Is it possible to start useful local development on this within 10 minutes on a computer with nothing installed except Docker? Let’s try…

Step 1: install Docker

Install and launch Docker. Everything we need, Apache web server, MySql server, Drush, Drupal, will reside on Docker containers, so we won’t need to install anything locally except Docker.

Step 2: launch a dev environment

I have create a project hosted on GitHub which will help you set up everything you need in Docker contains without local dependencies other than Docker, or any manual steps. Set it up by running:

git clone https://github.com/dcycle/drupal8_core_dev_helper.git && \ cd drupal8_core_dev_helper && \ ./scripts/deploy.sh`

This will create everything you need: a webserver container and database container, and your Drupal core code which will be placed in ./drupal8_core_dev_helper/drupal; near the end of the output of ./scripts/deploy.sh, you will see a login link to your development environment. Confirm you can access that local development environment at an address like (The port is random.)

The first time you run this, it will have to download Docker images with Drupal, MySQL, and install everything you need for local development. Future runs will be a lot faster.

See the project’s README for more details.

In your dev environment, you can confirm that the problem exists (provided the issue has not yet been fixed) by following the instructions in the “To reproduce this problem:” section of the issue description on your local development environment.

Any calls to drush can be run on the Docker container like so:

docker-compose exec drupal /bin/bash -c 'drush ...'

For example:

docker-compose exec drupal /bin/bash -c 'drush en locale language -y'

If you want to run drush directly, you can connect to your container like so:

docker-compose exec drupal /bin/bash

This will result in the following prompt on the container:


Now you can run drush commands directly on the container:

drush eval "print_r(\Drupal::translation()->formatPlural(0, '1 whatever', '@count whatevers', array(), array('langcode' => 'fr')) . PHP_EOL);"

Because the drupal8_core_dev_helper project also pre-installs devel on your environment, you can also confirm the problem exists by visiting /devel/php and executing:

dpm((string) (\Drupal::translation()->formatPlural(0, '1 whatever', '@count whatevers', array(), array('langcode' => 'fr'))));

Whether you do this by Drush or /devel/php, the result should be the same if the issue has not been resolved: 1 whatever instead of 0 whatevers.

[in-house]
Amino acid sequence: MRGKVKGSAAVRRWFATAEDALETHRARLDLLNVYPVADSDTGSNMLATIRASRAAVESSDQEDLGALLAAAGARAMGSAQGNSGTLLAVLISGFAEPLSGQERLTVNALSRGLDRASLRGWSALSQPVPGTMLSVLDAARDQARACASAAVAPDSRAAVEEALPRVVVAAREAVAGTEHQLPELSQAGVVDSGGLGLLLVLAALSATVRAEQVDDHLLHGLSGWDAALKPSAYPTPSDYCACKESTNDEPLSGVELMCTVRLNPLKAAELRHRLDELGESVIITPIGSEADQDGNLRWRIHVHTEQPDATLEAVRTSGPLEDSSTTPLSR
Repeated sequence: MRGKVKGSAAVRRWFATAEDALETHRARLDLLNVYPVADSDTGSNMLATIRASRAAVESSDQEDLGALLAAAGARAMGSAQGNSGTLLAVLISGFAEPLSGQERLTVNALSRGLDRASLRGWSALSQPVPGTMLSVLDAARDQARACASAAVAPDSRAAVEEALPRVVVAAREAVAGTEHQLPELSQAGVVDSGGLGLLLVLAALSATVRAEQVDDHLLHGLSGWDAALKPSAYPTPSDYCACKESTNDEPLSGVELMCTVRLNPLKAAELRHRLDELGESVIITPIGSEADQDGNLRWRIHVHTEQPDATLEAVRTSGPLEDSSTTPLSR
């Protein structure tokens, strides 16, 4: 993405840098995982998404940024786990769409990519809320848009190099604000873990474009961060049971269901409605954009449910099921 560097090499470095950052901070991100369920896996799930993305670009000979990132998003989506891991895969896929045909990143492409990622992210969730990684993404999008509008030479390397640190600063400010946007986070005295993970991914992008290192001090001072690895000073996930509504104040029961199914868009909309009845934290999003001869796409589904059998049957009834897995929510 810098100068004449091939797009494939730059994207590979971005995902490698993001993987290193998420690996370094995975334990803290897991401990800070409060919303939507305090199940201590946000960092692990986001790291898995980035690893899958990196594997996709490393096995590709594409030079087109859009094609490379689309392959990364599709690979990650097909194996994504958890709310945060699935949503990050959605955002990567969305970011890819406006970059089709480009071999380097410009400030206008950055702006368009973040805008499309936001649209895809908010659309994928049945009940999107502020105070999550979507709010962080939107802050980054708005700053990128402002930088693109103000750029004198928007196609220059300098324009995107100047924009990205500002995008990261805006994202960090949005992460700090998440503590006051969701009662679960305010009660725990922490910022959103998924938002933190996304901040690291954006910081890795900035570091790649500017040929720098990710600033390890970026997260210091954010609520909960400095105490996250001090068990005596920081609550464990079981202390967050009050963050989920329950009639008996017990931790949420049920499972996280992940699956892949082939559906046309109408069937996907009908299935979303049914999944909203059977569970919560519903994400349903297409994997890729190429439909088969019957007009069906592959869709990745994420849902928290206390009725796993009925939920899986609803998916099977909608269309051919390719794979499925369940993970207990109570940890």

Step 3: get a local version of the patch and apply it

In this example, we’ll look at the patch in comment #32 of our formatPlural issue, referenced above. If the issue has been resolved since this blog post has been written, follow along with another patch.

cd drupal8_core_dev_helper curl https://www.drupal.org/files/issues/2018-04-07/2273889-31-core-8.5.x-plural-index-no-test.patch -O cd ./drupal && patch -p1 < ../2273889-31-core-8.5.x-plural-index-no-test.patch

You have now patched your local version of Drupal. You can try the “0 whatevers” test again and the bug should be fixed.

Running tests

Now the real fun begins… and the “fast-track” ends.

For any patch to be considered for inclusion in Drupal core, it will need to (a) not break existing tests; and (b) provide a test which, without the patch, confirms that the problem exists.

Let’s head back to comment #32 of issue #2273889 and see if our patch is breaking anything. Clicking on “PHP 7 & MySQL 5.5 23,209 pass, 17 fail” will bring us to the test results page, which at first glance seems indecipherable. You’ll notice that our seemingly simple change to the PluralTranslatableMarkup.php file is causing a number of tests to fail: HelpEmptyPageTest, EntityTypeTest…

Let’s start by finding the test which is most likely to be directly related to our change by searching on the test results page for the string “PluralTranslatableMarkupTest” (this is name of the class we changed, with the word Test appended), which shows that it is failing:

Testing Drupal\Tests\Core\StringTranslation\PluralTranslatableMarkupTest .E

We need to figure out where that file resides, by typing:

cd /path/to/drupal8_core_dev_helper/drupal/core find . -name 'PluralTranslatableMarkupTest.php'

This tells us it is at ./tests/Drupal/Tests/Core/StringTranslation/PluralTranslatableMarkupTest.php.

Because we have a predictable Docker container, we can relatively easily run this test locally:

cd /path/to/drupal8_core_dev_helper docker-compose exec drupal /bin/bash -c 'cd core && \ ../vendor/bin/phpunit \ ./tests/Drupal/Tests/Core/StringTranslation/PluralTranslatableMarkupTest.php'

You should now see the test results for only PluralTranslatableMarkupTest:

PHPUnit 6.5.7 by Sebastian Bergmann and contributors. Testing Drupal\Tests\Core\StringTranslation\PluralTranslatableMarkupTest .E 2 / 2 (100%) Time: 16.48 seconds, Memory: 6.00MB There was 1 error: 1) Drupal\Tests\Core\StringTranslation\PluralTranslatableMarkupTest::testPluralTranslatableMarkupSerialization with data set #1 (2, 'plural 2') Error: Call to undefined method Mock_TranslationInterface_4be32af3::getStringTranslation() /var/www/html/core/lib/Drupal/Core/StringTranslation/PluralTranslatableMarkup.php:150 /var/www/html/core/lib/Drupal/Core/StringTranslation/PluralTranslatableMarkup.php:121 /var/www/html/core/tests/Drupal/Tests/Core/StringTranslation/PluralTranslatableMarkupTest.php:31 ERRORS! Tests: 2, Assertions: 1, Errors: 1.

How to fix this, indeed whether this will be fixed, is a whole nother story, a story fraught with dependency injection, mock objects, method stubs… More an adventure, really, than a story. An adventure which deserves to be told, just not right now.

The process documented process for setting up a local environment and running tests locally is, in my opinion, so complex that it can be a barrier to even determined developers.

Mediumish Blog

Drupal Themes - Fri, 04/06/2018 - 20:50

Template built specifically for Medium website design fans.